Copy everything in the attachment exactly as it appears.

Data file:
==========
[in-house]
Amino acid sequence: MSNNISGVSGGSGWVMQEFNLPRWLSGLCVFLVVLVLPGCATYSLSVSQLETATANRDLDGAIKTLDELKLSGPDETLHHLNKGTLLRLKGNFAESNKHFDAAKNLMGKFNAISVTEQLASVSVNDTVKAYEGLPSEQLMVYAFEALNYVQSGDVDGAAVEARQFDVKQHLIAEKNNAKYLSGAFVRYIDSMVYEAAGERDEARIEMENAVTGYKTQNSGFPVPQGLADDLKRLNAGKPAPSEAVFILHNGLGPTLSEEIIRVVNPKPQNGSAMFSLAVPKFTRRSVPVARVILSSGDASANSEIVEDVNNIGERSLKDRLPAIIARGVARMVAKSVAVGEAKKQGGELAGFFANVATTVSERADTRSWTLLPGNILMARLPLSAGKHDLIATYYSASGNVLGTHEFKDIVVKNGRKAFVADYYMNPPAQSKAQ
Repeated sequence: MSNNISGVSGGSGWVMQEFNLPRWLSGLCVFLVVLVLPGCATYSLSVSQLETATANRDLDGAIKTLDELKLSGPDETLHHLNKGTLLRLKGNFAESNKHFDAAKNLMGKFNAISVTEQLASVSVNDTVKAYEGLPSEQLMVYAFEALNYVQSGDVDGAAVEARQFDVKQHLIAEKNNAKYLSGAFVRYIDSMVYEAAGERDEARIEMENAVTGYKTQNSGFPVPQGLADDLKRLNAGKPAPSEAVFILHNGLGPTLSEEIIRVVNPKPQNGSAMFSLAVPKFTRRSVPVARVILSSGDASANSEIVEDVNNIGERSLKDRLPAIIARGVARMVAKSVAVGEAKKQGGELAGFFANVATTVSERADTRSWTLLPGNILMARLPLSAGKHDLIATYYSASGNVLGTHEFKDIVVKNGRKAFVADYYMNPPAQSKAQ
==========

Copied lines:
[in-house]
Amino acid sequence: MSNNISGVSGGSGWVMQEFNLPRWLSGLCVFLVVLVLPGCATYSLSVSQLETATANRDLDGAIKTLDELKLSGPDETLHHLNKGTLLRLKGNFAESNKHFDAAKNLMGKFNAISVTEQLASVSVNDTVKAYEGLPSEQLMVYAFEALNYVQSGDVDGAAVEARQFDVKQHLIAEKNNAKYLSGAFVRYIDSMVYEAAGERDEARIEMENAVTGYKTQNSGFPVPQGLADDLKRLNAGKPAPSEAVFILHNGLGPTLSEEIIRVVNPKPQNGSAMFSLAVPKFTRRSVPVARVILSSGDASANSEIVEDVNNIGERSLKDRLPAIIARGVARMVAKSVAVGEAKKQGGELAGFFANVATTVSERADTRSWTLLPGNILMARLPLSAGKHDLIATYYSASGNVLGTHEFKDIVVKNGRKAFVADYYMNPPAQSKAQ
Repeated sequence: MSNNISGVSGGSGWVMQEFNLPRWLSGLCVFLVVLVLPGCATYSLSVSQLETATANRDLDGAIKTLDELKLSGPDETLHHLNKGTLLRLKGNFAESNKHFDAAKNLMGKFNAISVTEQLASVSVNDTVKAYEGLPSEQLMVYAFEALNYVQSGDVDGAAVEARQFDVKQHLIAEKNNAKYLSGAFVRYIDSMVYEAAGERDEARIEMENAVTGYKTQNSGFPVPQGLADDLKRLNAGKPAPSEAVFILHNGLGPTLSEEIIRVVNPKPQNGSAMFSLAVPKFTRRSVPVARVILSSGDASANSEIVEDVNNIGERSLKDRLPAIIARGVARMVAKSVAVGEAKKQGGELAGFFANVATTVSERADTRSWTLLPGNILMARLPLSAGKHDLIATYYSASGNVLGTHEFKDIVVKNGRKAFVADYYMNPPAQSKAQ